Roller coaster

As I recovered from heart failure and lost over a hundred pounds in the course of a year, it wasn’t all just diet, exercise, and medication. A huge part of that battle was mental. Here’s one of the things that got me through it.

When I was seven years old and on a trip to visit my mom’s family back East, my dad took me to one of those rinky-dink pop-up carnivals. You know the type. They show up in public parks and church parking lots seemingly overnight and generally consist of a few shady sideshow games and a few shadier rides.

At this carnival, my dad took me on a roller coaster — my first, actually. As a roller coaster, it wasn’t much to speak of. It was a single loop that covered the area of maybe two semi-flatbed trailers, and a single circuit couldn’t have lasted a minute, if that — probably more like thirty seconds. The tallest point on it was maybe ten feet.

We strap in and the operator starts the ride. We get to the first insignificant drop, and my seven-year-old mind freaks out. I do not like this at all — the sensation of falling, and of being out of control.

We pull back into the station and I’m all ready to get off when the operator gives a look and a nod.

That wasn’t the only lap.

As I try to protest, we take off and run the course again. This time, it’s scarier, because I know what’s coming. To add insult to injury, pardon the cliché, the operator sends us on one more circuit before… freedom!

From that day forward, I knew that I hated roller coasters and avoided them. It wasn’t until I was an adult and some friends basically shamed me into getting onto Space Mountain that I discovered something I never would have otherwise.

I love roller coasters!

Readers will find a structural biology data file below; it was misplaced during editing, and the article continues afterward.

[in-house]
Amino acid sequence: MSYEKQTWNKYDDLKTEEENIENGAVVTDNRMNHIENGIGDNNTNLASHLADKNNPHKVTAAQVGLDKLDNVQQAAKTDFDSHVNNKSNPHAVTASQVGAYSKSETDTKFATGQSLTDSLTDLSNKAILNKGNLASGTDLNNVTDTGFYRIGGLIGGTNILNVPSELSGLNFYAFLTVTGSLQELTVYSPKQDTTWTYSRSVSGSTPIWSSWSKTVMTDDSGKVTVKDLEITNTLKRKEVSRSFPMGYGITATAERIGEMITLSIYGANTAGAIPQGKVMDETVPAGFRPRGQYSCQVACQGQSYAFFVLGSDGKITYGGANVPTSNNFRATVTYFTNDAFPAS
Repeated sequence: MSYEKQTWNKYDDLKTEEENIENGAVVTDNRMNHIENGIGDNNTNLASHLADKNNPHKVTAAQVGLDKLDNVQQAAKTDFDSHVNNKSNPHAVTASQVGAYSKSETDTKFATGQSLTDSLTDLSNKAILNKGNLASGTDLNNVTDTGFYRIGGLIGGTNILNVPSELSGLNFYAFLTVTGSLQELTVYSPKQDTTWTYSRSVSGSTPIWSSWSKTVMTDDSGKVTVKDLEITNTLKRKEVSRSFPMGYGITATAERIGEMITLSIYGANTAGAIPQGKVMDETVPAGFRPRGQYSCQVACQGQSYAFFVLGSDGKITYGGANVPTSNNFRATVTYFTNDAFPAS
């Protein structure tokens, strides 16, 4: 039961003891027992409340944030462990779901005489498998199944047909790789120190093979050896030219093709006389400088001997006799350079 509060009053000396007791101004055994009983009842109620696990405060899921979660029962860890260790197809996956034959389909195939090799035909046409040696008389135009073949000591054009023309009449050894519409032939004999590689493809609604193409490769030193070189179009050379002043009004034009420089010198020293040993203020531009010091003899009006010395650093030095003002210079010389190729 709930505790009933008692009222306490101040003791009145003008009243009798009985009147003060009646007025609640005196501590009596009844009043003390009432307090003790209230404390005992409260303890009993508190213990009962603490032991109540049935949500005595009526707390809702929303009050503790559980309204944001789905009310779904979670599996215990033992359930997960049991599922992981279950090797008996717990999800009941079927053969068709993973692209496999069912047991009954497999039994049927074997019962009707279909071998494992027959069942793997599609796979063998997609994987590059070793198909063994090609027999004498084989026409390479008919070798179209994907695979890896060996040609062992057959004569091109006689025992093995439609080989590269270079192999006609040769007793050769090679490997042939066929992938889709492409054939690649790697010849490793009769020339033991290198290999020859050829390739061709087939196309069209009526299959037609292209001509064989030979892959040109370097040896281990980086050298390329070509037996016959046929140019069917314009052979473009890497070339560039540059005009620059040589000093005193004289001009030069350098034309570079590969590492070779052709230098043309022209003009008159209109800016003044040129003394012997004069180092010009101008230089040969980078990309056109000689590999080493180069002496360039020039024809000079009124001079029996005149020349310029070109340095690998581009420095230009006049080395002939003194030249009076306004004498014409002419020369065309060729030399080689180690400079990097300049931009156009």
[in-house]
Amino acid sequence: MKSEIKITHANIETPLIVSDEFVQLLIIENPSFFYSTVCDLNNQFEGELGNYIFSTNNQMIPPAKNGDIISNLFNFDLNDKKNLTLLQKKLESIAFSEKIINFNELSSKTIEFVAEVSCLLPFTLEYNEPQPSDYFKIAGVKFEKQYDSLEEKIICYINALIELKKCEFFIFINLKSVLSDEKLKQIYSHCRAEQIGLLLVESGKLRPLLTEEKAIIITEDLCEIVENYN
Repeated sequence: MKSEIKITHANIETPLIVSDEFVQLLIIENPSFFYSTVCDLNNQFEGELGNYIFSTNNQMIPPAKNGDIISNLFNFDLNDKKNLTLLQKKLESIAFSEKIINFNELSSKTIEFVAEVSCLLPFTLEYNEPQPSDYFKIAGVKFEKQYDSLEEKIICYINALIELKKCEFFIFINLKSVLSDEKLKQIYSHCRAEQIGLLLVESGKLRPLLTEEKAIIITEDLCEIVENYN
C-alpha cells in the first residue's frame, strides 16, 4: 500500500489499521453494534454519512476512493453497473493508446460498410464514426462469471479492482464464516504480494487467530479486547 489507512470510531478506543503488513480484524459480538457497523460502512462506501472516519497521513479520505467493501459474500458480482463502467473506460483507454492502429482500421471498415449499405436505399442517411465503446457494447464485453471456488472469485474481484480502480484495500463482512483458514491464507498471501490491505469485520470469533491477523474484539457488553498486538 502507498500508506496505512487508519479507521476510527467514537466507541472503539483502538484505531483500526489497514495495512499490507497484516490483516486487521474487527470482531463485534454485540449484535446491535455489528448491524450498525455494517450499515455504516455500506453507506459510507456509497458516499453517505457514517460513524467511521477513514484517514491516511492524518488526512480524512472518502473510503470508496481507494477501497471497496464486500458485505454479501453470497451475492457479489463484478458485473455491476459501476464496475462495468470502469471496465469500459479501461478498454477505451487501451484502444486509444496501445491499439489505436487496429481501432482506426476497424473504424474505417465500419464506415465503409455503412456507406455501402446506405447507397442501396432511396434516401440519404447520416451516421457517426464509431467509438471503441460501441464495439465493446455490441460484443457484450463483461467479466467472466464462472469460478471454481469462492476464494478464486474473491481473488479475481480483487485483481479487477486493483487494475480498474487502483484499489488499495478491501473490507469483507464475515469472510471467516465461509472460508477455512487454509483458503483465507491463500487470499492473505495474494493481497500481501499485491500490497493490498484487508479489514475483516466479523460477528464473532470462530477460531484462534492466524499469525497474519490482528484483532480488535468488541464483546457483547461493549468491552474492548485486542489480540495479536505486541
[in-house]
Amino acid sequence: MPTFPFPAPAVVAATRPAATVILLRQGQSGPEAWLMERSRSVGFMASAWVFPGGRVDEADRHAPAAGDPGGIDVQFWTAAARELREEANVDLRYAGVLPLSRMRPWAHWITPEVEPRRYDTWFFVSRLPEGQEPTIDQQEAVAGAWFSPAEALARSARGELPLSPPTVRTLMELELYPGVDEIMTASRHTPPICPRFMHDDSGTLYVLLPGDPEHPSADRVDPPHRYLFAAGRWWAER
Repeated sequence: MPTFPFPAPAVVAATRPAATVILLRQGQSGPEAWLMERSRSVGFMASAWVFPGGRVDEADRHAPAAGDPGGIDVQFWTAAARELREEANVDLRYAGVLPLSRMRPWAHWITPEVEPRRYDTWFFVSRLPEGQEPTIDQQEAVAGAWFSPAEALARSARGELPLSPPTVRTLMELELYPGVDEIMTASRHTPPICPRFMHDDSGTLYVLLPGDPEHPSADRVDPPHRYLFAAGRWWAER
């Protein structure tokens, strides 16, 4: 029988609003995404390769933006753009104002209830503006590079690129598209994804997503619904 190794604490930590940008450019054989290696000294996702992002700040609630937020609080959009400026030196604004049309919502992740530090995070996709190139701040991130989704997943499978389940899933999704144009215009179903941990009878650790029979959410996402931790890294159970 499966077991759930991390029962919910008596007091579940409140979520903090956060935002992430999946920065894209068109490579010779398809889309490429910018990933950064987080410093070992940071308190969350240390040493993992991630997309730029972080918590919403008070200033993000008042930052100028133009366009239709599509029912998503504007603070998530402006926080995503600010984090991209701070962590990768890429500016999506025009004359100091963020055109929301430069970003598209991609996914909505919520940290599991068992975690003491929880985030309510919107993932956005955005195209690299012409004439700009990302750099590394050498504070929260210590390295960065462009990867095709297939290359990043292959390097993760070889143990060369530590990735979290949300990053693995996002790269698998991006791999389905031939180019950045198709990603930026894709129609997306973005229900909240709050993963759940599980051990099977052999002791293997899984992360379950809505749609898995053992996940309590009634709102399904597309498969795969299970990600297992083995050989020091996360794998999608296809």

Space Mountain had me hooked, and from then on I’ve looked forward to riding. The only exceptions are rides with steep drops. I do not like those, but at least I figured that one out through the clear eyes of adult experience, and gave it a couple of tries before I decided that I just don’t like that physical feeling.

But that decision came after some actual testing, instead of as a seven-year-old’s panic that turned into a pseudo-phobia that lasted over a decade.

I kind of had the same issue with doctors once upon a time, and that fear and reluctance nearly killed me. The biggest surprise? Once I put myself in their hands, I realized, “I’ve been afraid of nothing all along.”

That is the state that too many of us live in: Afraid of nothing all along. So my challenge to you is this: Figure out your thing that you’re very reluctant to do. It doesn’t necessarily have to be because of fear. You can call it disgust, or nervousness, or any negative emotion, really. Next, figure out where that reluctance came from. Is it something that happened in your childhood? Is it for some reason you can’t even remember? Is it because of one bad experience as an adult?

Whatever the cause, here’s my challenge: Go do that thing. You only have to do it one time, but the important part of the exercise is confronting your reluctance and finding out whether it’s real or imagined.

The worst thing that can happen is that you confirm you’ve been right all these years, but at least then you get to be justified in your dislike of something. But I’m willing to bet that most of those fears and distastes are imagined, and you might even discover a new thing that you really, really like.

Like I did, with roller coasters. But I never would have found that out without taking one more ride.

2 thoughts on “Roller coaster”

  1. wow, I hate open air roller coasters and have a real problem with heights. However, no problem on Space Mountain, Thunder Mountain or The Matterhorn.

    Like

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